As an executive order of President Barack Obama, DACA soon came into limbo when President Donald Trump took office. The Trump administration announced early in 2017 that they wanted to phase out DACA. A deadline was set in March of 2018 for house representatives to pass legislation for the Dreamers. Although several bills have been presented from both sides, Congress has yet to compromise on the DACA issue — currently leaving uncertainty for the future of DACA recipients. With current legislation, DACA recipients are not given a pathway to earn citizenship. “I was at a moment when I thought it was going to be my last year in the United States. It was a matter of being able to find my voice not only for myself, but for others. I have always been taught not to be a victim of my circumstances, but rather to be a catalyst of change. The community was kind of silent about it. It felt like I was alone, but I knew it was what I was supposed to do,” says Lozano. When Lozano discovered that DACA was being phased out, she started to share her story publicly. She began sending letters to members of Congress but realized that the best way to approach it was to go to their offices to lobby and to be published in the newspapers that landed on their desks. In the fall of 2017, Lozano contacted The Ledger to tell her story of being a Dreamer. “Once my story came out publicly, the community responded in a positive way. For every troll I had online, I had twice as many people supporting me in person,” says Lozano. Since then, Lozano has been able to advocate for Dreamers on the local and national level. In the fall of 2017, she went to Capitol Hill to share her story with Congress. The President of Southeastern, Dr. Kent Ingle, was also at Capitol Hill and invited her to join him in some meetings.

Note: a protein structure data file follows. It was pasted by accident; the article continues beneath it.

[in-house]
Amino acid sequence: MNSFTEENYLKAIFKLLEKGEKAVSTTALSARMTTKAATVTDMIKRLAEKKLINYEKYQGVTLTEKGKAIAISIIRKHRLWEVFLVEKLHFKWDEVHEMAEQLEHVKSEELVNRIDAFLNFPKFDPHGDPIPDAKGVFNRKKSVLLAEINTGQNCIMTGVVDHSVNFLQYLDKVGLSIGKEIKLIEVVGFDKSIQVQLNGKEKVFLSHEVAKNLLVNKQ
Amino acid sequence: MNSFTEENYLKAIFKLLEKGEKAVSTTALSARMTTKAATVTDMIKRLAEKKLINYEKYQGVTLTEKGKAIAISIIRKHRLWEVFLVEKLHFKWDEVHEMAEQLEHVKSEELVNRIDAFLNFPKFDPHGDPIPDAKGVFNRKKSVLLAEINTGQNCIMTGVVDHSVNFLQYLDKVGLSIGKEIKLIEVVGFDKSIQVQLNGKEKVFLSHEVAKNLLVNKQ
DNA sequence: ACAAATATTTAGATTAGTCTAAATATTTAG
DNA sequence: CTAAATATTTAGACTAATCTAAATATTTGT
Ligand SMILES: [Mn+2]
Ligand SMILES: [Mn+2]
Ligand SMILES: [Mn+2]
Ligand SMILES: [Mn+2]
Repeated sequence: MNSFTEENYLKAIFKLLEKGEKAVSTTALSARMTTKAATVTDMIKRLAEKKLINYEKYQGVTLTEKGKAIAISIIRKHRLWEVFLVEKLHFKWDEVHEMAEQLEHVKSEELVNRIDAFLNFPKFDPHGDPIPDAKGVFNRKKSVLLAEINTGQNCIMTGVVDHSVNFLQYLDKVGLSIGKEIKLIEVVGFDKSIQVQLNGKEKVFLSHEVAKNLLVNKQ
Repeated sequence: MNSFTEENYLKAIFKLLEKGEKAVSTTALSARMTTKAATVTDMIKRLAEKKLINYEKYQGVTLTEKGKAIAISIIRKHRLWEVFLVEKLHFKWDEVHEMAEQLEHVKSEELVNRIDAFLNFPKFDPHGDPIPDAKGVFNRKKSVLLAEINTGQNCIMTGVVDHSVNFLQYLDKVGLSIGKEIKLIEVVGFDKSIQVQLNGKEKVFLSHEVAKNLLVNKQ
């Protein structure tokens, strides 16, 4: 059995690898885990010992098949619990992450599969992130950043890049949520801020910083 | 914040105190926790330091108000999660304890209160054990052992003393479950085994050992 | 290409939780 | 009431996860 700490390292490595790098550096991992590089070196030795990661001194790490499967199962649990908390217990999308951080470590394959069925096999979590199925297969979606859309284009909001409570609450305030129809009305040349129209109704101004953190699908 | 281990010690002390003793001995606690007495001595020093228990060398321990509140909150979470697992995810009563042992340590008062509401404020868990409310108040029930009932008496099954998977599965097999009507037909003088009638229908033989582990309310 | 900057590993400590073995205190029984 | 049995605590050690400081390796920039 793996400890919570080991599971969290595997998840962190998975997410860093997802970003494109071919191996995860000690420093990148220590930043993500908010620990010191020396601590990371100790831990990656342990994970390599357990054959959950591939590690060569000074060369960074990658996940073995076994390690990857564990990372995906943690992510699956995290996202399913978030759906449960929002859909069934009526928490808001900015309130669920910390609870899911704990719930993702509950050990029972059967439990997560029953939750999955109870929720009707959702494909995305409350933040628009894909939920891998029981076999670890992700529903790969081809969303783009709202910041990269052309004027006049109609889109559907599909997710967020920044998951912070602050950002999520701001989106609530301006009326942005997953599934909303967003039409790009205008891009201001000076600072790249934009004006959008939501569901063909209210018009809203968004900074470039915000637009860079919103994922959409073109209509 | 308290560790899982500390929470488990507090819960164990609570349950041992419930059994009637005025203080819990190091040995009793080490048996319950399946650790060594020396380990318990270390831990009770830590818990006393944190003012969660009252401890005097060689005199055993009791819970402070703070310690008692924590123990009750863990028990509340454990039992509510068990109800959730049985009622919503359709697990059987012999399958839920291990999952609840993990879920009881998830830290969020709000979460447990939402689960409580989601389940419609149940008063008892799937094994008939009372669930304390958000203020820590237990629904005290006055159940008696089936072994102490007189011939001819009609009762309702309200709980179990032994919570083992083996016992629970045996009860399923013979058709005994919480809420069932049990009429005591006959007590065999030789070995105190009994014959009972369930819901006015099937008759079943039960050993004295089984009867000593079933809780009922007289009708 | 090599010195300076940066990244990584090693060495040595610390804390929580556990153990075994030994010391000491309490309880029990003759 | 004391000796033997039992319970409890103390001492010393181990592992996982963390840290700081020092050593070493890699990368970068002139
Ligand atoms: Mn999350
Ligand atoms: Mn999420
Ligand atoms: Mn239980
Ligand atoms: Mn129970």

2017 Pew Research Center study

112

TH E L A K E L A N D E R


LET ME SHOW YOUR FAMILY THE WAY HOME.

2000 E. Edgewood Dr. Suite 103 Lakeland, FL 33803

CELL

JOIN US FOR

Come be a part of this special VIP event and learn about diVa® laser vaginal therapy: a quick, comfortable, no down-time solution to a woman’s most intimate challenges and overall vaginal health.

diVa® can help with leakage, lubrication and laxity. Meet with diVa® providers from our Watson Clinic OB-GYN department.

Light refreshments will be provided.

Special prize drawing. Extra entry when you bring your significant other.

THURSDAY, AUGUST 16 • 6 PM Watson Clinic Highlands

2300 E. County Road 540A

Lakeland

Space is limited. • Register now!